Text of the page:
Interviewed by
David Zierler
Interview date
Location
Video conference
Abstract

Interview with Andrei Linde, Harald Trap Friis Professor of Physics at Stanford. This discussion continues from the interview with Linde conducted by Alan Lightman in October 1987. He provides a detailed history on his improvement of Alan Guth’s work on inflation, which Linde dubbed “new inflation” and subsequently “chaotic inflation.” Linde describes the impact of Perestroika on Soviet scientists, and the pressures he felt in preparing for a series of talks in Italy, which contributed to his development of “eternal inflation.” He discusses his formative early communication with American physicists including Lenny Susskind and Norman Coleman, he describes his two-year visit at CERN as the Cold War was winding down, and he explains his decision to accept a faculty appointment at Stanford. Linde describes the alternating feelings of hope and despair in the 1980s regarding the possibility that inflation could be observationally verified. He explains the intellectual origins of self-generating fractals that sprout other inflationary universes and the value of compactification theory, and he explains the cultural relevance of his Russian heritage which compels him to value theoretical notions and not treat them in a throwaway manner that capitalism can encourage. Linde explains how and why multiverses can be testable and he reflects on the obvious philosophical or even spiritual implications of this proposition. He discusses the impact of the discovery of the accelerating universe and dark energy and how WMAP strained the theoretical viability of inflation. Linde explains why many string theorists have moved into investigating theories of quantum information, and at the end of the interview, he reflects on the value of competing theories to inflation and why, ultimately, he wants to see a major convergence of theories so that the origins of the universe are well understood.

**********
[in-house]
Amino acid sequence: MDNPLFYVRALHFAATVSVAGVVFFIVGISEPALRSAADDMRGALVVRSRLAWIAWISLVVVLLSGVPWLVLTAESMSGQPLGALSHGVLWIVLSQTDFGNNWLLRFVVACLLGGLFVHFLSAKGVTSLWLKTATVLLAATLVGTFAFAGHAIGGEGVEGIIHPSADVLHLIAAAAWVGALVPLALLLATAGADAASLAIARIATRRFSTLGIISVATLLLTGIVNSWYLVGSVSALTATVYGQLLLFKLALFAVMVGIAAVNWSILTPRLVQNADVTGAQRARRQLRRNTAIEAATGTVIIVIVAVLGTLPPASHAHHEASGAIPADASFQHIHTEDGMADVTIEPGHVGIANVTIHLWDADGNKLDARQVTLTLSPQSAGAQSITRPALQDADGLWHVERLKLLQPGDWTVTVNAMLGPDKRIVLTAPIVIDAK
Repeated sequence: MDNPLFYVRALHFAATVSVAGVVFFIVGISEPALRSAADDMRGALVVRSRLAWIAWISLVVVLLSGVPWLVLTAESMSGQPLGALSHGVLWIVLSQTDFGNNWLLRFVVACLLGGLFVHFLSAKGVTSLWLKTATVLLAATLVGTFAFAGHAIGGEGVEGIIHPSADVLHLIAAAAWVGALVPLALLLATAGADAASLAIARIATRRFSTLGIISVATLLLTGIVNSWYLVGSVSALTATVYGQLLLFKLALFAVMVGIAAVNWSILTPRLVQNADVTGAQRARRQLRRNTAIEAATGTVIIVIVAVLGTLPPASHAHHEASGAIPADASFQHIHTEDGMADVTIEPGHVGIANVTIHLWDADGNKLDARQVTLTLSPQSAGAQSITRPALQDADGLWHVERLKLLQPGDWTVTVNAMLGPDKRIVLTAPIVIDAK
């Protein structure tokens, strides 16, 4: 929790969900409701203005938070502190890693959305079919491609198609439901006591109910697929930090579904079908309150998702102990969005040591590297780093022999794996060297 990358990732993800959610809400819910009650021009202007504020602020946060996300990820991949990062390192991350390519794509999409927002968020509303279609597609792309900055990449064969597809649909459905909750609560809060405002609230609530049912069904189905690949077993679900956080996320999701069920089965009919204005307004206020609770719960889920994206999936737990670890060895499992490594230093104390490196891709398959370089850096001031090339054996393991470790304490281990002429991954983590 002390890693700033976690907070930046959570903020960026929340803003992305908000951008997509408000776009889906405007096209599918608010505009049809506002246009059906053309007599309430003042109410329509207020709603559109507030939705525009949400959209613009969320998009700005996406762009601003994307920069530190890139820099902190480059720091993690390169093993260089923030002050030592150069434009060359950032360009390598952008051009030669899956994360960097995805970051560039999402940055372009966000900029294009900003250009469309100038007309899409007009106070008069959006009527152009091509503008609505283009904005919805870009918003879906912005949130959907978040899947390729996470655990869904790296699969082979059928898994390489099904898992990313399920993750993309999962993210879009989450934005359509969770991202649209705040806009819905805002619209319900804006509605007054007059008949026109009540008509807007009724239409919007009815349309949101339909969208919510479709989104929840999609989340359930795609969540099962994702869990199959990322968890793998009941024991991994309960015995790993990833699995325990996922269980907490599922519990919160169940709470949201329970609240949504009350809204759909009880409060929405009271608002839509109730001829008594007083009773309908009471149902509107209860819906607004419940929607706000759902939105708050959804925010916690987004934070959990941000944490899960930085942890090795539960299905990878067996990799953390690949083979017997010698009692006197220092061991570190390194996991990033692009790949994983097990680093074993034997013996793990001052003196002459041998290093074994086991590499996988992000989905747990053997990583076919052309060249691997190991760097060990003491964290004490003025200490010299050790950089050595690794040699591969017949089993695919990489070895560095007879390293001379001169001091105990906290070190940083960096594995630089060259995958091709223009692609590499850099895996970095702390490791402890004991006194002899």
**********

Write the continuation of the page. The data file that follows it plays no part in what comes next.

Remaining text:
Interviewed by
David Zierler
Interview dates
February 26 and March 12, 2021
Location
Video conference
Abstract

Interview with John Preskill, Richard P. Feynman Professor of Theoretical Physics at Caltech, and Director of the Institute for Quantum Information and Matter at Caltech. Preskill describes the origins of IQIM as a research pivot from the initial excitement in the 1970s to move beyond Standard Model physics and to understand the origin of electroweak symmetry breaking. He emphasizes the importance of Shor’s algorithm and the significance of bringing Alexei Kitaev into the project. Preskill discusses the support he secured from the NSF and DARPA, and he recounts his childhood in Chicago and his captivation with the Space Race. He describes his undergraduate experience at Princeton and his relationship with Arthur Wightman and John Wheeler. Preskill explains his decision to pursue his thesis research at Harvard with the intention of working with Sidney Coleman, and he explains the circumstances that led to Steve Weinberg becoming his advisor. He discusses the earliest days of particle theorists applying their research to cosmological inquiry, his collaboration with Michael Peskin, and his interest in the connection of topology with particle physics. Preskill describes his research on magnetic monopoles, and the relevance of condensed matter theory for his interests. He explains the opportunities that led to his appointment to the Harvard Society of Fellows and his eventual faculty appointment at Harvard, his thesis work on technicolor, and the excitement surrounding inflation in the early 1980s. Preskill discusses the opportunities that led to his tenure at Caltech and why he started to think seriously about quantum information and questions relating to thermodynamic costs to computing. He explains the meaning of black hole information, the ideas at the foundation of Quantum Supremacy, and he narrates the famous story of the Thorne, Hawking, and Preskill bets. Preskill describes the advances in quantum research which compelled him to add “matter” to the original IQI project which was originally a purely theoretical endeavor. He discusses the fact that end uses for true quantum computing remain open questions, and he surveys IQIM’s developments over the past decade and the strategic partnerships he has pursued across academia, industry, and at the National Labs. Preskill surveys the potential value of quantum computing to help solve major cosmological mysteries, and why his recent students are captivated by machine learning. At the end of the interview, Preskill reflects on his intersecting interests and conveys optimism for future progress in understanding quantum gravity from laboratory experiments using quantum simulators and quantum gravity.

Interviewed by
David Zierler
Interview date
Location
Video conference
Abstract